You know, I always wanna keep growing.
Matt: It's a really interesting thing, isn't it, that you've got these, I call 'em the old school books, so you've got Think and Grow Rich by Napoleon Hill. The other ones that I, that sort of come to my mind, you've got. Probably anything written by Zig Ziglar, but the most famous one that springs to my mind is reaching the top.
You've got How To Make Friends and Influence People by Dale Carnegie.
Neil: Yeah, another, another really inter that was really impactful for me as well as a salesman. I, I think my manager gave that to me some 30 years ago. And when I picked that book up and I realized that, that again really made a difference with, uh, with how Ilooked at things, you know,
Matt: Yeah. I, I totally get it. I, I think this, these sort of old school books and they're the kind of books I give to my kids and say, these are books you have to read.
Neil: Yeah, I mean, I've
Matt: think they're gonna
Neil: my son, uh, since he was 18 and I don't think he's read it yet, year, another edition. And I see it just used as a, you know, as a stop or an ornament somewhere and, you know, you can say all sort of thing, you know. But, uh, one day I'm sure, I hope it
Neil: read it
Matt: sit down and read it. Yeah. Yeah, no, really fascinating. I like you. I'd love to, I, I'd love, I mean, obviously it's not gonna happen, but I, I would love to have had the opportunity to, to, to sit down with Napoleon Hill, um, and to chat with him. Dale Carnegie, Zig Zigler, all these old school guys. I would just, you know, what made them tick would, would be some, uh, some great questions.
So, Listen, Neil, I I, we read at the start, I mean, let's, let's jump into this because we, I read in the bio, you know, in, was it 2015? You, you went bankrupt.
Um, what, what was that like?
Neil: Um, it was tough, but it was, it was self declaration. It wasn't that anybody took me bankrupt. In fact, you know, years previous to that, I should have gone bankrupt, you know, as I came out of what was my second business, we were part of the dot com boom, and then all of a sudden we were part of the dot com bust.
And, uh, and I, there was a stigma attached to it. You know, I owed a lot of money. You know, the company failed. I was in a good couple of hundred grands worth of personal debt.
Neil: I just didn't wanna go bankrupt. You know, I, I'd earned money, I'd always knew how to earn money, so I thought, well, I'll just earn the money, pay it back, and it'll all be good.
Um, but it wasn't, you know, it, it took me years going through an IVA to pay back that money. Um, my credit had suffered. Mentally. I was just in a bad place. I just couldn't seem to get out of the rut and, When I came to the end of that IVA and I found myself, you know, clear of the debt, but in a position where I just kind of felt like I was just getting straight back into the same paradigm that got me there in the first place.
Um, I realized that yeah, something had to change. And it was actually at the time when I, um, I reached out to Bob Proctor, he became my first mentor. And I paid him some money to do what I thought was business coaching at the time. Um, I think it was about the time that The Secret came out, the film, the Secret, and uh, and I found this guy online.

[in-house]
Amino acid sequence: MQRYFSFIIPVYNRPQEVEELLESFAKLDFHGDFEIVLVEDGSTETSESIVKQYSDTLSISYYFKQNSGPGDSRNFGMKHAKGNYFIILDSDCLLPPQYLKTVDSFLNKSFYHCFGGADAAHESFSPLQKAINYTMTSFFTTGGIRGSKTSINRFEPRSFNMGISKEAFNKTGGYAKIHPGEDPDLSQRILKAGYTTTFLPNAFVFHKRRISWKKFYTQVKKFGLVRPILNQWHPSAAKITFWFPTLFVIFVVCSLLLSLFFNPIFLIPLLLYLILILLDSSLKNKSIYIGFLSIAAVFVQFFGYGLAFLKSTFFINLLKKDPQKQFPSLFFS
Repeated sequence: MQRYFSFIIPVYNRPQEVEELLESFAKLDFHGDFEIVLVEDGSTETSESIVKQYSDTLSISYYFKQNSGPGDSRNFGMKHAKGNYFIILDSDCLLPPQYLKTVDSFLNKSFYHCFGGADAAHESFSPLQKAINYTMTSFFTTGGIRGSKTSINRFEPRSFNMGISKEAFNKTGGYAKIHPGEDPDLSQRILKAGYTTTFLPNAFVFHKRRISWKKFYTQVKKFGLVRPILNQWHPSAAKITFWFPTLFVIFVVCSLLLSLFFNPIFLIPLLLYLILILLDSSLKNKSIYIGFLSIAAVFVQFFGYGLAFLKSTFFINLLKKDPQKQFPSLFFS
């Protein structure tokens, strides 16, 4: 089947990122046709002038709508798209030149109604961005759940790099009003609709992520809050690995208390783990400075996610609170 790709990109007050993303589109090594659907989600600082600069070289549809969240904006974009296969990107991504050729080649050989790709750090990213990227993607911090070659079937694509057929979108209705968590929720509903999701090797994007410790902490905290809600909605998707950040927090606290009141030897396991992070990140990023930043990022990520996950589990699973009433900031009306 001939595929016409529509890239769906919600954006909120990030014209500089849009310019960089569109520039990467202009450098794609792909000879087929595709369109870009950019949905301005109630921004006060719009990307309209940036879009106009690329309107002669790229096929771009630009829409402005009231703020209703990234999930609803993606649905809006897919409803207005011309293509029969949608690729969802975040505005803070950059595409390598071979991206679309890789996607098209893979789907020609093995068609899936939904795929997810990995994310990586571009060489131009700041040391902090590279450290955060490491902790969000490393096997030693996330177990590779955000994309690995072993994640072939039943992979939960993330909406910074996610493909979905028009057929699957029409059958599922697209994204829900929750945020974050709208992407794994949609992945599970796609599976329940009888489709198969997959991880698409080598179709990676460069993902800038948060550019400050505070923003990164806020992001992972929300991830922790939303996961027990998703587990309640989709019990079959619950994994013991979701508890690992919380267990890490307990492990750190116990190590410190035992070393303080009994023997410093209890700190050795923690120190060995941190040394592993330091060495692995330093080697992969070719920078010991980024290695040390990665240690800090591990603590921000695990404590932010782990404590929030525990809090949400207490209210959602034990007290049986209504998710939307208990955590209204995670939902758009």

I thought, you know what? He knows what he's talking about. And I did my research. So I, I spent some money and invested with him, and he gave me a couple of exercises, which really got me thinking. And then I realized at that time I was back in a business that I didn't wanna be in. I'd been dragged in by some people in the industry that said, oh look, come and.
Come and get involved in this and do this, and. I was really unhappy. And again, it was one of these things I thought, well, I knew what I didn't want. I didn't really know what I did want. And um, and I thought something's gotta change. And, uh, so I thought, well, if I start from zero, got nothing to lose kind of thing.
So, Dare I say I planned it. You know, I thought about it for a while. I, I got over the stigma of it. Cause I realized that, well, you know, if you try and fail, it's better to do that than never to try sort of thing. And, and in fact, I didn't owe a lot of money. I was just on the amount of money, which was 20 grand, believe it or not.
Where, where if I'd owed less than that, I couldn't have gone bankrupt anyway. I'd had to pay it back, but I'd paid back and I thought, Yeah, you know what? I don't, I, there's something inside me that said I need a fresh start. And it, I, I kind of was prepared for it. But actually when I stood in court, uh, and they said, you know, where do you live? And at that point I was kind of a no fixed abode.
Um, it really did hit home. Um, but it was the day after I asked my fiance to, to marry me. I thought, well, at this point, if she says yes, that's gotta be love, right? Cause I've got absolutely nothing. Um, and she did. And, uh, and, and yeah, I kind of made some, um, commitments to myself that not only was I never gonna get in that position financially again, that I was gonna really take control of, uh, understanding my wealth and not just being able to, to earn money, but also to retain it and to grow my wealth and really just become a lot more, uh, financially educated than I was previously.
But also that I wasn't gonna sacrifice the same things because when I look back on my life there prior to that, when I would go, you know, I'm too busy. I'm working right. I'm working, I was up early and I found myself doing it all the time. And I've got six kids and five of my own one that we foster. And uh, and I remember thinking, yeah, I'm, I'm just always busy.